Myanmar: Education For The Masses


Dr Craig J. Reynolds

Myanmar has historically had an education system distinguished by high rates of literacy that impressed the first European envoys and travellers. In 1996 government statistics indicate the rate of literacy was 83 per cent, which is extraordinary for an impoverished country. The explanation for this high literacy rate lies with the monastic school system that still exists side by side with the state education system. The people of Myanmar are great readers, and their librarians are world-class.

The Myanmar Ministry of Education states that for the 1996-97 academic year there were 348,701 students in higher education. Even if this figure, which presumably includes technical and vocational training, is exaggerated it is huge in relation to the country’s real needs. In that year about 64 per cent of the workforce was engaged in agriculture. Demand for skilled labour in industry and the public service was modest and could not absorb the number of young graduates. It is no wonder that university students have been a political force since before independence, for they have always had minimal prospects for employment after graduation. The official unemployment rate of 4.72 per cent for 1996 is surely unrealistically low.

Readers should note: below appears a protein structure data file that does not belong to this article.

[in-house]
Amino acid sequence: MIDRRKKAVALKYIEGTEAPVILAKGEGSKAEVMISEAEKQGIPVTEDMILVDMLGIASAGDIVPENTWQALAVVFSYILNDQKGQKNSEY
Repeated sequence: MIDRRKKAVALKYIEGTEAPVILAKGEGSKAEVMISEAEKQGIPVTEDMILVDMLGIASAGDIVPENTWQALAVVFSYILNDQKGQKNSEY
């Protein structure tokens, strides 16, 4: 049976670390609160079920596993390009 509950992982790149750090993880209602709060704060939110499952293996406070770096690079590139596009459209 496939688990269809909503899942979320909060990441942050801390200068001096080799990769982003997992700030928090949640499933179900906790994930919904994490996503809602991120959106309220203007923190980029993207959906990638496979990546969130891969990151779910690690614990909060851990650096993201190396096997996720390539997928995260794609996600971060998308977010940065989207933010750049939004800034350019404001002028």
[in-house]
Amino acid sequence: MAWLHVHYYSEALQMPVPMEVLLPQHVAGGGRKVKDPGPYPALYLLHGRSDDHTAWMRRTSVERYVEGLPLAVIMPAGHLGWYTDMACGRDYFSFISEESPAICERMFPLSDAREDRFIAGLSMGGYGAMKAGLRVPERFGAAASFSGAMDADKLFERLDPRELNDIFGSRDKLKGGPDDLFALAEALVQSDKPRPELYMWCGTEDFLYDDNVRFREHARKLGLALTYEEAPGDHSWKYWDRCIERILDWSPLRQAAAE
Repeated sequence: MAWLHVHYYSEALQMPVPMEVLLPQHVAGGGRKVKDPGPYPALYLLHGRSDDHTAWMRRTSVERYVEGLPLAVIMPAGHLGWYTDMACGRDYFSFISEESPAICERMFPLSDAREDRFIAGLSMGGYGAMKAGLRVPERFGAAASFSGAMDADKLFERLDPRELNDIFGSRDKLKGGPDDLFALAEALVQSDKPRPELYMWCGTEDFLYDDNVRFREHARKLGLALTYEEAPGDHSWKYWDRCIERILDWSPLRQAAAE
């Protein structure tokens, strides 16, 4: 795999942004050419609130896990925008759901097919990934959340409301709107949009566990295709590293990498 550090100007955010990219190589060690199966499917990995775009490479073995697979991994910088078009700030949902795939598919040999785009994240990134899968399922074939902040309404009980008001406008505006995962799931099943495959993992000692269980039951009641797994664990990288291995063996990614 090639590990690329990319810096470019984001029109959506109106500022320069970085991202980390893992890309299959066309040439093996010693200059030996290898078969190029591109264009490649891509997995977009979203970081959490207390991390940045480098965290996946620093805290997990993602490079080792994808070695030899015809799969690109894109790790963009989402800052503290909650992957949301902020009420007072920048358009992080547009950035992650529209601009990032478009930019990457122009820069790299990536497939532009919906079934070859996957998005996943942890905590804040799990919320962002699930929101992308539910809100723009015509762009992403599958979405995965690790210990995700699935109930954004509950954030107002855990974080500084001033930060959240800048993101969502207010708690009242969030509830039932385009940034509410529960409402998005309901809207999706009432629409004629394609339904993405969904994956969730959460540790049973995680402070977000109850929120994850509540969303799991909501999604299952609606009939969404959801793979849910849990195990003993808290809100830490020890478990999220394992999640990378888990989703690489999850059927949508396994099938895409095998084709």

Military leaders ruling Myanmar since 1989 have tried to address the fit between demand and supply. New cooperative colleges run by the Ministry of Cooperatives have been opened since 1994, an initiative that must be helpful to agricultural development. But while the Defence Services opened an Institute of Medicine in 1992 and an Institute of Engineering in 1993, these initiatives would be mostly to the advantage of the armed forces rather than the population at large.

Another difficult problem for economic planners as well as foreign investors is that the quality of university as well as technical and vocational education has necessarily been low for the past thirty-five years. I was impressed, at an academic conference I attended in Yangon last December, by the English proficiency and level of education of public servants and university staff in their 60s and 70s. But there is an absence of such skilled people now in the younger age brackets.

WATCHPOINT: In view of the skills and education of its labour force, how will Myanmar respond to changing times if the country should become more open to the international economy?


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